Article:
But no less pronounced are the old fears of zero-sum power, where one side wins and the other inevitably loses. From a Coptic Christian in Cairo to an Alawite farmer in Syria, discussions about the future are posed in terms of survival. Differences in Lebanon, a country that celebrates and laments the diversity of its 18 religious communities, are so pronounced that even soccer teams have a sectarian affiliation.
In Beirut, wrecked by a war over the country’s identity and so far sheltered from the gusts of change, activists have staged a small sit-in for two months to call for something different, in a plea that resonates across the Arab world.
The Square of Change, the protesters there have nicknamed it, and their demand is blunt: Citizenship that unites, not divides.
“We are not ‘we’ yet,” complained Tony Daoud, one of the activists. “What do we mean when we say ‘we’? ‘We’ as what? As a religion, as a sect, as human beings?”
If Obama can get us out of Iraq, and if he can use his good offices to keep the pressure on the Egyptian military to lighten up, and if he can support the likely UN declaration of a Palestinian state in September, the US will be in the most favorable position in the Arab world it has had since 1956. And he would go down in history as one of the great presidents.
If he tries to stay in Iraq and he takes a stand against Palestine, he risks provoking further anti-American violence. He can be not just the president who killed Bin Laden, but the president who killed the pretexts for radical violence against the US. He can promote the waving of the American flag in major Arab cities. And that would be a defeat and humiliation for Bin Laden and Al-Qaeda more profound than any they could have dreamed.
Add to that, on the domestic level, the pushing through of universal healthcare, hopefully a recovery of the economy, and the legalization of marihuana (just kidding), and you have a pretty succesful president. To use an understatement.
Now to end the Bush-Cheney legal architecture for counterterrorism.
- Edit: Of course there’s still the absurdly high public debt and deficit, which did multiply under this president.
Stuff like this gets the historian in me very excited. The Guardian has a cool, interactive, quasi-3D timeline about the events in the Arab world ever since the Tunisian Mohamed Bouazizi set himself on fire on December 20, 2010. Scroll joyfully along everything that happened since then, like on a rollercoaster.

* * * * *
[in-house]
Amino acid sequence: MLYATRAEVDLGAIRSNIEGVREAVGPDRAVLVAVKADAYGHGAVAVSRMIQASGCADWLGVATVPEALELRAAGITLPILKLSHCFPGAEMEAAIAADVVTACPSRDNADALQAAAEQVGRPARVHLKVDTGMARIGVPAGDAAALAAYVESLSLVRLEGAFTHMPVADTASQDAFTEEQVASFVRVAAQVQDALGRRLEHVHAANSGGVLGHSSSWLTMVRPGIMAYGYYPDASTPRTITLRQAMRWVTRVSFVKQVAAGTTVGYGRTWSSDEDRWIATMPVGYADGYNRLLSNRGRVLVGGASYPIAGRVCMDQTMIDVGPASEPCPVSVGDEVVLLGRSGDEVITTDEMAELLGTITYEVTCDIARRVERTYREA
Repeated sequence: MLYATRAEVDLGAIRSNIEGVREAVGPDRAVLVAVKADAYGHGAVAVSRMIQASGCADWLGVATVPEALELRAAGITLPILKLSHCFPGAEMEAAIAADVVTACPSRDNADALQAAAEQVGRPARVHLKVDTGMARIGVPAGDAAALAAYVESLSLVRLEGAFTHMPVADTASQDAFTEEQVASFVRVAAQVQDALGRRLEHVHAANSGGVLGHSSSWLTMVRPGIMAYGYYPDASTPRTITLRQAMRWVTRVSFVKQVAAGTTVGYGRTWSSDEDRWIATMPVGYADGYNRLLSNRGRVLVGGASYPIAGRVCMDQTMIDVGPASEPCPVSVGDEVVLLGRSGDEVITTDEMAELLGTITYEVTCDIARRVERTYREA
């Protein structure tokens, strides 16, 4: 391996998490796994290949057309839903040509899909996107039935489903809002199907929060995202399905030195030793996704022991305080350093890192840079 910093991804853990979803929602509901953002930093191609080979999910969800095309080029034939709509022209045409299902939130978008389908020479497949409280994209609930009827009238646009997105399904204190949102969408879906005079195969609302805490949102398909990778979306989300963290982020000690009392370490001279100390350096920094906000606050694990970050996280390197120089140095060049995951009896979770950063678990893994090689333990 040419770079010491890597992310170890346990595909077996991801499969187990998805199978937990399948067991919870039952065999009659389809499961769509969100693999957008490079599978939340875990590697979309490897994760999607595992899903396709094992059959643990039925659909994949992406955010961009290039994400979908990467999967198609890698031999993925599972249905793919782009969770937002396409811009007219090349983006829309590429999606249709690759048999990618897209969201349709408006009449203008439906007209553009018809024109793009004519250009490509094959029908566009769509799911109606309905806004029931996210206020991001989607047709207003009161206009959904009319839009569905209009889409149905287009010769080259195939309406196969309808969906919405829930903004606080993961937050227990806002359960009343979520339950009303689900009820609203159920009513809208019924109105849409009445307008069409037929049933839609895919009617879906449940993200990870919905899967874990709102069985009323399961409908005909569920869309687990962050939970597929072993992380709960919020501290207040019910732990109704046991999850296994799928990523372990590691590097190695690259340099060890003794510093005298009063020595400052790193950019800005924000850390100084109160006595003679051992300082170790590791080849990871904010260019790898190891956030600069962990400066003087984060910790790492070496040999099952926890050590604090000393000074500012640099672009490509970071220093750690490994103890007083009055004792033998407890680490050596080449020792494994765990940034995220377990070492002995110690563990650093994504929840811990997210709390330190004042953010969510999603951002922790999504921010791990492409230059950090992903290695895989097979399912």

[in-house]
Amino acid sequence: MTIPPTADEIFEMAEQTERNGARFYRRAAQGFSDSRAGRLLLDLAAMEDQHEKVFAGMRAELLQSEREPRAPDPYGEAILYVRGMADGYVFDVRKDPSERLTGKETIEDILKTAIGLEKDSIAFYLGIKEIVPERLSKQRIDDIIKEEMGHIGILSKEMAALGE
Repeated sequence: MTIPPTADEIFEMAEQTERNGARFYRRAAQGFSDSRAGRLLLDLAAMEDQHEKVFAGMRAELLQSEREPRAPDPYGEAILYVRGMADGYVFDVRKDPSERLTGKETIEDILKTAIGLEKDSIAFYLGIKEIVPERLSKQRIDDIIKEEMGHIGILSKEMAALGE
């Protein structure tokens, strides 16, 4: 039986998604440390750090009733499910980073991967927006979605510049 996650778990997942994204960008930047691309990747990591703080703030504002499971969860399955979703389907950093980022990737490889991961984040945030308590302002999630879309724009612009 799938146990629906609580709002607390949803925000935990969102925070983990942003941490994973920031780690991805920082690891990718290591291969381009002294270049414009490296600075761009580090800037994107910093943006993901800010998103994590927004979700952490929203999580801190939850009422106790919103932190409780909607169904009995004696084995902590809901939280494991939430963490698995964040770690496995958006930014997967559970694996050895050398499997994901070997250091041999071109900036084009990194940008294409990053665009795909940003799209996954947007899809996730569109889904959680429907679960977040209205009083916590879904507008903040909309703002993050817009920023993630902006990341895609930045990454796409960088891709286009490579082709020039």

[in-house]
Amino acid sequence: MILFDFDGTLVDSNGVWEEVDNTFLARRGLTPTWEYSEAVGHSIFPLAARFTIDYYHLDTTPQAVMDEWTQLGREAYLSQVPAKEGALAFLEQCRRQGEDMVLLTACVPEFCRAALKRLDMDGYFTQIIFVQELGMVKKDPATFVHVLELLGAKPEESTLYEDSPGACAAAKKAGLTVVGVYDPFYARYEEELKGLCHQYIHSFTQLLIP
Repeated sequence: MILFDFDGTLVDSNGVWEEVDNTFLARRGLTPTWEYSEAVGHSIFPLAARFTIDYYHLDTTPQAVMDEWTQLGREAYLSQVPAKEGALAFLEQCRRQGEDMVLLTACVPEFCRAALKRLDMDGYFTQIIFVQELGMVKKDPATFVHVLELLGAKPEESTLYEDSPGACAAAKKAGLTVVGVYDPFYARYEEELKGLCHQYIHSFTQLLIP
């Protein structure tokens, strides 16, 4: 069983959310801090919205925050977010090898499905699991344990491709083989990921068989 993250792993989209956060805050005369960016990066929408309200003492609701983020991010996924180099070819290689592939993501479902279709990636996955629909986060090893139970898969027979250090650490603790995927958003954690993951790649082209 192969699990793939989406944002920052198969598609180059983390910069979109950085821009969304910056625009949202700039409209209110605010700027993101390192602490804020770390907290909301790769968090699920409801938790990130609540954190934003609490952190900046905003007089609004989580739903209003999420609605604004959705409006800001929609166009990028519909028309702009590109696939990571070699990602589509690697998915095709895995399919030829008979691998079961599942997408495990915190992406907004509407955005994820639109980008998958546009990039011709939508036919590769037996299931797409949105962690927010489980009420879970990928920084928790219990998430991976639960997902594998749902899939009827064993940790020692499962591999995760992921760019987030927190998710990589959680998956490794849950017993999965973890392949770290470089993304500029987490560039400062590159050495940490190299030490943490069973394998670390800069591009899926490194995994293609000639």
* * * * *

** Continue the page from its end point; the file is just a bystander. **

I’m thinking about how to expand this… Moving images, documents, links, connections. And imagine such a thing for other historical events, like the French or Russian revolutions.
After mass demonstrations (and weeks of mass demonstrations before that), the regime of President Saleh is crumbling from within: the second most important man of the country, General Mohsen, has defected and is joining the protesters, taking large sections of the army with him. Ambassadors around the world are standing down, and the French – apparently the French have something to make up for, being very busy rebranding themselves as at the forefront of revolutions – have said the departure of President Saleh is ‘inevitable’.
After 32 years in power Yemen‘s president, Ali Abdullah Saleh, looks destined to become the next Arab leader to be toppled as 11 military commanders, including a senior general, defected from the regime, promising to protect anti-government protesters in the capital.
General Ali Mohsen al-Ahmar, a long-time confidant of the president and head of the Yemeni army in the country’s north-west, announced he would support “the peaceful revolution” by sending soldiers under his command to protect the thousands gathered in the capital demanding for Saleh to step down.
“According to what I’m feeling, and according to the feelings of my partner commanders and soldiers … I announce our support and our peaceful backing to the youth revolution,” Ali Mohsen said via a video statement released before noon.